If, during the stage of bringing your elbows together, your opponent places their right hand by their right ear so their arm prevents your elbows from getting close enough (“answering the phone”) you can slide your knee from their belly to their shoulder and to the ground behind their head, taking their arm with it.

The variation on that is if they are blocking your right hand from grabbing their left lapel, you can distract them by continuing to go for it while your left hand sneaks up to grab their right lapel with your fingers on the inside, with the top of your hand towards your face. It works pretty well because that grip doesn’t feel like it’s a threat yet to them. From there you rotate around their head completely to end up in side control on the opposite side, which turns that grip into the one you want for the choke. As you’re going around you can grab the lapel at the back of their neck with your right hand and do the choke from that side.

Back take chokes from knee ride
This starts from the knee ride position, you get grips on the lapel as if to go for a choke – or just grab the gi in the shoulder/traps area – and pull towards you to make them sit up. Then your left leg goes behind them and you take the back with a seatbelt grip and hooks in.

The first version of this involves a double lapel choke. With your left arm under their left armpit and your right hand over their right shoulder, use your right arm to pry their chin away from their neck to get your wrist/forearm under their chin, then use your left hand to feed their left lapel to your right hand for a thumb-in grip. Then you grab their right lapel with your left hand positioned as close to your right arm as possible for tightness, and pull your arms back to finish the choke.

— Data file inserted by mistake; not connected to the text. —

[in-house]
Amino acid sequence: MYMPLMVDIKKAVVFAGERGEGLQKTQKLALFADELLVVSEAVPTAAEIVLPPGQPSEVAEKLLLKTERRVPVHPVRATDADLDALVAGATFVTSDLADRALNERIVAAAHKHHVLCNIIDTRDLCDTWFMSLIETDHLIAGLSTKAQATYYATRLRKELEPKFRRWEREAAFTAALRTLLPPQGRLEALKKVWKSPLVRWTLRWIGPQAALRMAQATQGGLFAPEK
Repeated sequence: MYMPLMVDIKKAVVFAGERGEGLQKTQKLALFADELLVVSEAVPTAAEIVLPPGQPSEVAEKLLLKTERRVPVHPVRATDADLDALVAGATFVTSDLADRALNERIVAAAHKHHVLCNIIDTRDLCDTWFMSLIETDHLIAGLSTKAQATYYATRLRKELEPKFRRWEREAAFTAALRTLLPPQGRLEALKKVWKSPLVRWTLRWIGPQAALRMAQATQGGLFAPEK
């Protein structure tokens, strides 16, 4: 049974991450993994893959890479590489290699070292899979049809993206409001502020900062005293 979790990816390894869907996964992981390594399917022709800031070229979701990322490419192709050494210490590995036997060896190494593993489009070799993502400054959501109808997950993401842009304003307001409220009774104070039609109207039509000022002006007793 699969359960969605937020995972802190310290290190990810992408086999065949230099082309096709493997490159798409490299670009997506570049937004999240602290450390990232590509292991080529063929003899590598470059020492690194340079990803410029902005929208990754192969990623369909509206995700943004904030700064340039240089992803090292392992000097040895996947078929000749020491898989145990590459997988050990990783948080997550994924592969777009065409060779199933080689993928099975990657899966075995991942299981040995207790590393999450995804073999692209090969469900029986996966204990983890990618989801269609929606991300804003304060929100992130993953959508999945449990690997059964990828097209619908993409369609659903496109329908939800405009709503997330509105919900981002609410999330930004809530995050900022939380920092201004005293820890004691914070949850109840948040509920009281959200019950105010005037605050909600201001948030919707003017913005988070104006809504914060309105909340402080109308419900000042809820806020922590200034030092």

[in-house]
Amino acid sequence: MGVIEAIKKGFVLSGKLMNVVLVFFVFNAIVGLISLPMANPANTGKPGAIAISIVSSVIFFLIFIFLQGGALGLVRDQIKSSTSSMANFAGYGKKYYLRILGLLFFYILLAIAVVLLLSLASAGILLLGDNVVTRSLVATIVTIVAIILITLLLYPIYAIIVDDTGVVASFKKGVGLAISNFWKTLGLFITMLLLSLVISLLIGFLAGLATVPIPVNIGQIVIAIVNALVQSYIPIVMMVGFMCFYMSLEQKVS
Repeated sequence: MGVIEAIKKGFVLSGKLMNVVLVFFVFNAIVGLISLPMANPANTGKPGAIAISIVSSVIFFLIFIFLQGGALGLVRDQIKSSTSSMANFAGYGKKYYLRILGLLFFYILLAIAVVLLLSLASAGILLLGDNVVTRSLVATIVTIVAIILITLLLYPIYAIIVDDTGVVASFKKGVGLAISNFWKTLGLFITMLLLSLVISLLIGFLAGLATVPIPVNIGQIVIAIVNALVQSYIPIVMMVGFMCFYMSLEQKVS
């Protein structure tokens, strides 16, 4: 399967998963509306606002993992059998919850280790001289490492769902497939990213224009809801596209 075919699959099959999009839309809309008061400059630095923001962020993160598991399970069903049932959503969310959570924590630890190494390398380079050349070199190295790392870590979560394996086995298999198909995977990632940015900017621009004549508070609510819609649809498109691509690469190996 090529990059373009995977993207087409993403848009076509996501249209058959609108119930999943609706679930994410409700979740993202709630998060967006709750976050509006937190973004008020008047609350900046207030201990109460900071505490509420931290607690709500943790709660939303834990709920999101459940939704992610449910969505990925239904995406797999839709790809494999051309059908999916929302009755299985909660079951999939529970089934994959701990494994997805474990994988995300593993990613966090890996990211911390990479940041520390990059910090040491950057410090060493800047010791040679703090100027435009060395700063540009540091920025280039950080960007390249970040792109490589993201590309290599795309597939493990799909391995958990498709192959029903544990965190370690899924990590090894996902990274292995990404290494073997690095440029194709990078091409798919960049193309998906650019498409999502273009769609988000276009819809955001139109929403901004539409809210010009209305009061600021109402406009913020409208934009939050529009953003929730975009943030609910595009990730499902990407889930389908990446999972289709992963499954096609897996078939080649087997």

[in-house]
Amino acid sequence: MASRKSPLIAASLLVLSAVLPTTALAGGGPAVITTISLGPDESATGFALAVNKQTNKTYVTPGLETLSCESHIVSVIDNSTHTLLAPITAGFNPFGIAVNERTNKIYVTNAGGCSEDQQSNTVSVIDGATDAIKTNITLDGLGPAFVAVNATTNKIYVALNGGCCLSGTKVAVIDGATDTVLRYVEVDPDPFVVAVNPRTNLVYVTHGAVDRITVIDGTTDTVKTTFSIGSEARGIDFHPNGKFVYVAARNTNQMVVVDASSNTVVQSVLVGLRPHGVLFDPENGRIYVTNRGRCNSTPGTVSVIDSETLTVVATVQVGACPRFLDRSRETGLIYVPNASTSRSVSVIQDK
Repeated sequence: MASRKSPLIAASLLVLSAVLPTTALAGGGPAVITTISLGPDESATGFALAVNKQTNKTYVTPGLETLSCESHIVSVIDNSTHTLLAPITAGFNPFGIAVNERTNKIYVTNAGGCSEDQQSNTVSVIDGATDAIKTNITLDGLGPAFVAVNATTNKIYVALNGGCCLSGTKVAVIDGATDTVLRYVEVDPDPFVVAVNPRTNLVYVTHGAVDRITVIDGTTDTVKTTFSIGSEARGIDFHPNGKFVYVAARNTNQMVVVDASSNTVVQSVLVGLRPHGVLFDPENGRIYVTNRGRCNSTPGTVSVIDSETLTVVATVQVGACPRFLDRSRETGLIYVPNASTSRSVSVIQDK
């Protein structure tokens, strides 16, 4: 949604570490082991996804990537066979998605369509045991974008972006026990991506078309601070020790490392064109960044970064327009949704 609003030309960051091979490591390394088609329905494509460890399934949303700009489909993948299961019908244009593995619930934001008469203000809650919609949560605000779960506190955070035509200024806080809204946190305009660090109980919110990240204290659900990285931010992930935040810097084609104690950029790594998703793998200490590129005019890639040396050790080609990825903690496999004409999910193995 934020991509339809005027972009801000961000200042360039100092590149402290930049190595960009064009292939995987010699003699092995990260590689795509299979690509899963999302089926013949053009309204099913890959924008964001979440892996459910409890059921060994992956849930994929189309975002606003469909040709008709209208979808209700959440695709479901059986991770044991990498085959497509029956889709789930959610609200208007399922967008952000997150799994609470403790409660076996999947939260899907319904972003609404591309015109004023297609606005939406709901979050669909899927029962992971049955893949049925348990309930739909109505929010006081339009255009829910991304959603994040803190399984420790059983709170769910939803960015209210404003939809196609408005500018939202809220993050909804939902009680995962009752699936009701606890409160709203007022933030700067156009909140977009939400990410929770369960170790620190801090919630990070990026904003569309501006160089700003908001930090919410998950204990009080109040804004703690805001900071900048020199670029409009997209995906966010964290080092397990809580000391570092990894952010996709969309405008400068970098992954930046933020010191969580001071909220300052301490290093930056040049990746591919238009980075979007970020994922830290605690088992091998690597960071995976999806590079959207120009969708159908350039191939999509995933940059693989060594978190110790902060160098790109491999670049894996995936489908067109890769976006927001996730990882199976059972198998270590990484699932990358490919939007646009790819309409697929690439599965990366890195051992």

The variation on this is if you can’t get the grip with your left hand, you can remove your right leg hook and put it on the ground below their butt and prop up on your right elbow, so you are sideways facing them. Unhook your left foot and place it on the ground by their belly, then slide your right knee along the ground until it is close to their right shoulder, point your shin away from them and sit backwards while grabbing under their left knee with your left arm. This is really awkward for them and depending on how deep you got your right hand they could be tapping now. If they aren’t, you can turn it into a bow and arrow choke by putting your right leg over their right shoulder, hooking your feet together and pushing with your legs while pulling with your right arm.

Final thoughts
I’m sure I missed a bunch of great stuff, and for sure I left out his awesome and hilarious stories throughout, but that’s the main stuff that stuck with me.
Also, Pat and Phil got their brown belts last night, huge congrats to both guys! I haven’t rolled much with Phil but I’ve seen him owning, and Pat is just amazing with his level of dedication and skill.
Here’s a pic of them from John’s Facebook: